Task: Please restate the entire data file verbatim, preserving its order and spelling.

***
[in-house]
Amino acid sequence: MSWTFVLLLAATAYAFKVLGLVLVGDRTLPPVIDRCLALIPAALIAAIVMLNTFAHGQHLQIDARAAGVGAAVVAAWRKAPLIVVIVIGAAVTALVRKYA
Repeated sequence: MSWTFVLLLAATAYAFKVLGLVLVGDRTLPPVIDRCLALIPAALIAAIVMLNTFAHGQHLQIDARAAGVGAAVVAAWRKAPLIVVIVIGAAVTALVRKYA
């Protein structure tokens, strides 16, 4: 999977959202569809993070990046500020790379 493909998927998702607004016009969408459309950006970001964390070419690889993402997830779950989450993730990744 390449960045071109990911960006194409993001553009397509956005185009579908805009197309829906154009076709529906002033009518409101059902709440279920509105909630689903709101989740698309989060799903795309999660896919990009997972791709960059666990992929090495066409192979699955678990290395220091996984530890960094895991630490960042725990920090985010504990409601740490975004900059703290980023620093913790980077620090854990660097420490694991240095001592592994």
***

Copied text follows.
[in-house]
Amino acid sequence: MSWTFVLLLAATAYAFKVLGLVLVGDRTLPPVIDRCLALIPAALIAAIVMLNTFAHGQHLQIDARAAGVGAAVVAAWRKAPLIVVIVIGAAVTALVRKYA
Repeated sequence: MSWTFVLLLAATAYAFKVLGLVLVGDRTLPPVIDRCLALIPAALIAAIVMLNTFAHGQHLQIDARAAGVGAAVVAAWRKAPLIVVIVIGAAVTALVRKYA
């Protein structure tokens, strides 16, 4: 999977959202569809993070990046500020790379 493909998927998702607004016009969408459309950006970001964390070419690889993402997830779950989450993730990744 390449960045071109990911960006194409993001553009397509956005185009579908805009197309829906154009076709529906002033009518409101059902709440279920509105909630689903709101989740698309989060799903795309999660896919990009997972791709960059666990992929090495066409192979699955678990290395220091996984530890960094895991630490960042725990920090985010504990409601740490975004900059703290980023620093913790980077620090854990660097420490694991240095001592592994």